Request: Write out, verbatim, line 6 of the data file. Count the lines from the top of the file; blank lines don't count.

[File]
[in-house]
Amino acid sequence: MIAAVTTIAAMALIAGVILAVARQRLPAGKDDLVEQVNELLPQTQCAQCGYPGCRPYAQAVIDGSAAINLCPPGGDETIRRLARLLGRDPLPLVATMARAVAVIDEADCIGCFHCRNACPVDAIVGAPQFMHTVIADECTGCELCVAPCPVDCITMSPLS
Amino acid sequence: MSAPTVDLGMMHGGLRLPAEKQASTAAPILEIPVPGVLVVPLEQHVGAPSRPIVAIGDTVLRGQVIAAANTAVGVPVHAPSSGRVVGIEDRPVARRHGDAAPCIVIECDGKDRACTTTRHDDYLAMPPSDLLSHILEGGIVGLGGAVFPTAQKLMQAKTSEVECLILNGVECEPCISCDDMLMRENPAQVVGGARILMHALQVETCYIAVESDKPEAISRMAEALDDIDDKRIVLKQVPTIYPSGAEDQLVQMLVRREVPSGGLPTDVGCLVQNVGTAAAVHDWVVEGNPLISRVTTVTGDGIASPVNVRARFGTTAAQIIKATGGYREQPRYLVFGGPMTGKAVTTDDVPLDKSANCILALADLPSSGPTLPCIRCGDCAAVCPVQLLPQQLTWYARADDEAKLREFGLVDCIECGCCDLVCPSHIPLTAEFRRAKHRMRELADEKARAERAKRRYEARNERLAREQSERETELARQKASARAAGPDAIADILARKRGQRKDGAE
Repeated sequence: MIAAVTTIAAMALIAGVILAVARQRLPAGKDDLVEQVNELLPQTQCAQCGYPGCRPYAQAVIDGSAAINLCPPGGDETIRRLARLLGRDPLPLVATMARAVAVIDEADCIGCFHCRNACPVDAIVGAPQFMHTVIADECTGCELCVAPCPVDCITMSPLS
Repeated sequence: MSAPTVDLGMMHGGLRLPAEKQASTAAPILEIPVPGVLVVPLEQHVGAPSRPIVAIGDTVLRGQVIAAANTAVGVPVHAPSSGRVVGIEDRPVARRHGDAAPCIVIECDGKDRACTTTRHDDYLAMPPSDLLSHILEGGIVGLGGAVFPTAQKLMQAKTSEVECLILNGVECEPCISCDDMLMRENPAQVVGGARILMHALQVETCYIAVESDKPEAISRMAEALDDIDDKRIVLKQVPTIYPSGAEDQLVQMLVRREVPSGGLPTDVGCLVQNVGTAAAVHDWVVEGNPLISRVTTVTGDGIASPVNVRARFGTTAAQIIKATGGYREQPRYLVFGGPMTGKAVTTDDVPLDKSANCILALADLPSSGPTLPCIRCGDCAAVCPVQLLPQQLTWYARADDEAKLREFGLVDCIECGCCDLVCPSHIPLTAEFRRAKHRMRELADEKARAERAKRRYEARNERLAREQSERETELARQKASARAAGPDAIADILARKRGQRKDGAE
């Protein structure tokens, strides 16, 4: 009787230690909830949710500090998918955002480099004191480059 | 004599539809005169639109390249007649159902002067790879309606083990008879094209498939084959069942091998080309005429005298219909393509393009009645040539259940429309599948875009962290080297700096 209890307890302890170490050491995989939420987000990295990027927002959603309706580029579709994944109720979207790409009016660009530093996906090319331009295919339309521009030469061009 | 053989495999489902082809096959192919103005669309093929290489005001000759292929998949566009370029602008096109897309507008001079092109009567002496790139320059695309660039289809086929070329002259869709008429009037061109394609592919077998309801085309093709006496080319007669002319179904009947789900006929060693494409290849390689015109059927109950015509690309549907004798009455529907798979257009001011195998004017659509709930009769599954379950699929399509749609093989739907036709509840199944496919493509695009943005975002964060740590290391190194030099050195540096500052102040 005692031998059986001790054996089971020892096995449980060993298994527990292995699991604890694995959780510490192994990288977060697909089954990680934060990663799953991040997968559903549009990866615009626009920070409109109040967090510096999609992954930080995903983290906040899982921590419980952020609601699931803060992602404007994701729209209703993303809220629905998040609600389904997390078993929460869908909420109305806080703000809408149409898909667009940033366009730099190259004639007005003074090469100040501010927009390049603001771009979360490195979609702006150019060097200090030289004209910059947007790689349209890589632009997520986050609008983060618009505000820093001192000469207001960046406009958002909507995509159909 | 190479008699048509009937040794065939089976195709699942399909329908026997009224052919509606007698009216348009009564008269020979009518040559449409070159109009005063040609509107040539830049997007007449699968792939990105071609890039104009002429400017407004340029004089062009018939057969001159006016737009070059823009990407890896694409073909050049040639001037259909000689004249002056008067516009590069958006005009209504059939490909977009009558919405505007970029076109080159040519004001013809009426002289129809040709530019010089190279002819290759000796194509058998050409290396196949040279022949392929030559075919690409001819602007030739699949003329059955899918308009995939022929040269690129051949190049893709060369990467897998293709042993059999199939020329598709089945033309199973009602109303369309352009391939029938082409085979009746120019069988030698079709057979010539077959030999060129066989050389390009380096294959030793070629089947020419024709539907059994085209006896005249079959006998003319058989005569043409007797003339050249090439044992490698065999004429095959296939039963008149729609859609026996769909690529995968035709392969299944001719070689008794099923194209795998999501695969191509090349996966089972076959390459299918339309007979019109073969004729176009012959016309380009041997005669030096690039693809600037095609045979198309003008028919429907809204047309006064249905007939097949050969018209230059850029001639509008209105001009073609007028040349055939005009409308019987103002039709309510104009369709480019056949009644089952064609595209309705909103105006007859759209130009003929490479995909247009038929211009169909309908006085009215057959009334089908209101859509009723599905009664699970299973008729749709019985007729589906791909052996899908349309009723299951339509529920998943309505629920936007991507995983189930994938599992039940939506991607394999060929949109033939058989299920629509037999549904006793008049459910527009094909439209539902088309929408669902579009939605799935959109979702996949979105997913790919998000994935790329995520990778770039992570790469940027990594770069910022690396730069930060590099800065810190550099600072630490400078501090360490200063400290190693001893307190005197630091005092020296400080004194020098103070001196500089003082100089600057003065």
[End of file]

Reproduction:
């Protein structure tokens, strides 16, 4: 009787230690909830949710500090998918955002480099004191480059 | 004599539809005169639109390249007649159902002067790879309606083990008879094209498939084959069942091998080309005429005298219909393509393009009645040539259940429309599948875009962290080297700096 209890307890302890170490050491995989939420987000990295990027927002959603309706580029579709994944109720979207790409009016660009530093996906090319331009295919339309521009030469061009 | 053989495999489902082809096959192919103005669309093929290489005001000759292929998949566009370029602008096109897309507008001079092109009567002496790139320059695309660039289809086929070329002259869709008429009037061109394609592919077998309801085309093709006496080319007669002319179904009947789900006929060693494409290849390689015109059927109950015509690309549907004798009455529907798979257009001011195998004017659509709930009769599954379950699929399509749609093989739907036709509840199944496919493509695009943005975002964060740590290391190194030099050195540096500052102040 005692031998059986001790054996089971020892096995449980060993298994527990292995699991604890694995959780510490192994990288977060697909089954990680934060990663799953991040997968559903549009990866615009626009920070409109109040967090510096999609992954930080995903983290906040899982921590419980952020609601699931803060992602404007994701729209209703993303809220629905998040609600389904997390078993929460869908909420109305806080703000809408149409898909667009940033366009730099190259004639007005003074090469100040501010927009390049603001771009979360490195979609702006150019060097200090030289004209910059947007790689349209890589632009997520986050609008983060618009505000820093001192000469207001960046406009958002909507995509159909 | 190479008699048509009937040794065939089976195709699942399909329908026997009224052919509606007698009216348009009564008269020979009518040559449409070159109009005063040609509107040539830049997007007449699968792939990105071609890039104009002429400017407004340029004089062009018939057969001159006016737009070059823009990407890896694409073909050049040639001037259909000689004249002056008067516009590069958006005009209504059939490909977009009558919405505007970029076109080159040519004001013809009426002289129809040709530019010089190279002819290759000796194509058998050409290396196949040279022949392929030559075919690409001819602007030739699949003329059955899918308009995939022929040269690129051949190049893709060369990467897998293709042993059999199939020329598709089945033309199973009602109303369309352009391939029938082409085979009746120019069988030698079709057979010539077959030999060129066989050389390009380096294959030793070629089947020419024709539907059994085209006896005249079959006998003319058989005569043409007797003339050249090439044992490698065999004429095959296939039963008149729609859609026996769909690529995968035709392969299944001719070689008794099923194209795998999501695969191509090349996966089972076959390459299918339309007979019109073969004729176009012959016309380009041997005669030096690039693809600037095609045979198309003008028919429907809204047309006064249905007939097949050969018209230059850029001639509008209105001009073609007028040349055939005009409308019987103002039709309510104009369709480019056949009644089952064609595209309705909103105006007859759209130009003929490479995909247009038929211009169909309908006085009215057959009334089908209101859509009723599905009664699970299973008729749709019985007729589906791909052996899908349309009723299951339509529920998943309505629920936007991507995983189930994938599992039940939506991607394999060929949109033939058989299920629509037999549904006793008049459910527009094909439209539902088309929408669902579009939605799935959109979702996949979105997913790919998000994935790329995520990778770039992570790469940027990594770069910022690396730069930060590099800065810190550099600072630490400078501090360490200063400290190693001893307190005197630091005092020296400080004194020098103070001196500089003082100089600057003065």